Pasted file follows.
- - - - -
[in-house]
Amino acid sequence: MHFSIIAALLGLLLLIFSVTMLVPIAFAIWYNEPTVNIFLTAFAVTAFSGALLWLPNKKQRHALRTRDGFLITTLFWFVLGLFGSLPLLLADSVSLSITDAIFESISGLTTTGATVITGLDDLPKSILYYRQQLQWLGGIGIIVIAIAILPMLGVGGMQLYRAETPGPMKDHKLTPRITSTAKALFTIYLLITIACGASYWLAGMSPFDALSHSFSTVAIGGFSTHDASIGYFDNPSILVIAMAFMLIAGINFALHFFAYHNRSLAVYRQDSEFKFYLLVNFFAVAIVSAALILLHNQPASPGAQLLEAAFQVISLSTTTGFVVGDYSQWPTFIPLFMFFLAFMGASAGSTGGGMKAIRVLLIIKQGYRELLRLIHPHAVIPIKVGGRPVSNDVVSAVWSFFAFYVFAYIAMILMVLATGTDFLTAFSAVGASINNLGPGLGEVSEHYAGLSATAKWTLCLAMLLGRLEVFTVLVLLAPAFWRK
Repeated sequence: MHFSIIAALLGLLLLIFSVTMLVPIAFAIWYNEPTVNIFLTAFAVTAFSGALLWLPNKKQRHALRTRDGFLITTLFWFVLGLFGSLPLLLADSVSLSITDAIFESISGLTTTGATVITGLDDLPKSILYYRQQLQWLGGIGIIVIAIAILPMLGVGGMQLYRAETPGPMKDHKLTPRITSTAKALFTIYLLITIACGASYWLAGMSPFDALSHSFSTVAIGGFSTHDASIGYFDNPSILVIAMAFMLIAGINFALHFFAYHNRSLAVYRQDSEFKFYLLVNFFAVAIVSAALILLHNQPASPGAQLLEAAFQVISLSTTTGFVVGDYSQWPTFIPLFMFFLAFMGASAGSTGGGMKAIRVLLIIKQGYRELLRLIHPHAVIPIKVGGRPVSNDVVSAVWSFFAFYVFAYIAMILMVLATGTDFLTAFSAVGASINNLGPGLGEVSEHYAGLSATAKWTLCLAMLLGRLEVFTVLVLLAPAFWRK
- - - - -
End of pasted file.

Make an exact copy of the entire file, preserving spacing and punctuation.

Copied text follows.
[in-house]
Amino acid sequence: MHFSIIAALLGLLLLIFSVTMLVPIAFAIWYNEPTVNIFLTAFAVTAFSGALLWLPNKKQRHALRTRDGFLITTLFWFVLGLFGSLPLLLADSVSLSITDAIFESISGLTTTGATVITGLDDLPKSILYYRQQLQWLGGIGIIVIAIAILPMLGVGGMQLYRAETPGPMKDHKLTPRITSTAKALFTIYLLITIACGASYWLAGMSPFDALSHSFSTVAIGGFSTHDASIGYFDNPSILVIAMAFMLIAGINFALHFFAYHNRSLAVYRQDSEFKFYLLVNFFAVAIVSAALILLHNQPASPGAQLLEAAFQVISLSTTTGFVVGDYSQWPTFIPLFMFFLAFMGASAGSTGGGMKAIRVLLIIKQGYRELLRLIHPHAVIPIKVGGRPVSNDVVSAVWSFFAFYVFAYIAMILMVLATGTDFLTAFSAVGASINNLGPGLGEVSEHYAGLSATAKWTLCLAMLLGRLEVFTVLVLLAPAFWRK
Repeated sequence: MHFSIIAALLGLLLLIFSVTMLVPIAFAIWYNEPTVNIFLTAFAVTAFSGALLWLPNKKQRHALRTRDGFLITTLFWFVLGLFGSLPLLLADSVSLSITDAIFESISGLTTTGATVITGLDDLPKSILYYRQQLQWLGGIGIIVIAIAILPMLGVGGMQLYRAETPGPMKDHKLTPRITSTAKALFTIYLLITIACGASYWLAGMSPFDALSHSFSTVAIGGFSTHDASIGYFDNPSILVIAMAFMLIAGINFALHFFAYHNRSLAVYRQDSEFKFYLLVNFFAVAIVSAALILLHNQPASPGAQLLEAAFQVISLSTTTGFVVGDYSQWPTFIPLFMFFLAFMGASAGSTGGGMKAIRVLLIIKQGYRELLRLIHPHAVIPIKVGGRPVSNDVVSAVWSFFAFYVFAYIAMILMVLATGTDFLTAFSAVGASINNLGPGLGEVSEHYAGLSATAKWTLCLAMLLGRLEVFTVLVLLAPAFWRK